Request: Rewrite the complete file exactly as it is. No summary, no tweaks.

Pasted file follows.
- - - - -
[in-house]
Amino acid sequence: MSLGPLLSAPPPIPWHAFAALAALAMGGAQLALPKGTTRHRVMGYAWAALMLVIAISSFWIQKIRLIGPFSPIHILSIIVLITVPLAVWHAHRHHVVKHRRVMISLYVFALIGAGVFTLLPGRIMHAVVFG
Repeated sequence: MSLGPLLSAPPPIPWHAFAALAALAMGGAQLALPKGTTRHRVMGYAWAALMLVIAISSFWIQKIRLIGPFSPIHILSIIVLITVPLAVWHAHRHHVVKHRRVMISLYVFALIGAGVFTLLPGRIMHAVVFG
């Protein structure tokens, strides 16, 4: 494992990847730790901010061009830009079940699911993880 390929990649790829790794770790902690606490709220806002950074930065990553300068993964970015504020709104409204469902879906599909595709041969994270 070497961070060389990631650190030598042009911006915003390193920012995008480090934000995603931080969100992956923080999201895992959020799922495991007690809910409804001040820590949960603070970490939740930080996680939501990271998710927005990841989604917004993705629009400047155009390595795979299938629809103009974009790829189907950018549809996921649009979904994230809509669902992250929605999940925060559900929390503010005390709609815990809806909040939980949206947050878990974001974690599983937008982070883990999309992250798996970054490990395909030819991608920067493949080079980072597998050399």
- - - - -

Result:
[in-house]
Amino acid sequence: MSLGPLLSAPPPIPWHAFAALAALAMGGAQLALPKGTTRHRVMGYAWAALMLVIAISSFWIQKIRLIGPFSPIHILSIIVLITVPLAVWHAHRHHVVKHRRVMISLYVFALIGAGVFTLLPGRIMHAVVFG
Repeated sequence: MSLGPLLSAPPPIPWHAFAALAALAMGGAQLALPKGTTRHRVMGYAWAALMLVIAISSFWIQKIRLIGPFSPIHILSIIVLITVPLAVWHAHRHHVVKHRRVMISLYVFALIGAGVFTLLPGRIMHAVVFG
């Protein structure tokens, strides 16, 4: 494992990847730790901010061009830009079940699911993880 390929990649790829790794770790902690606490709220806002950074930065990553300068993964970015504020709104409204469902879906599909595709041969994270 070497961070060389990631650190030598042009911006915003390193920012995008480090934000995603931080969100992956923080999201895992959020799922495991007690809910409804001040820590949960603070970490939740930080996680939501990271998710927005990841989604917004993705629009400047155009390595795979299938629809103009974009790829189907950018549809996921649009979904994230809509669902992250929605999940925060559900929390503010005390709609815990809806909040939980949206947050878990974001974690599983937008982070883990999309992250798996970054490990395909030819991608920067493949080079980072597998050399």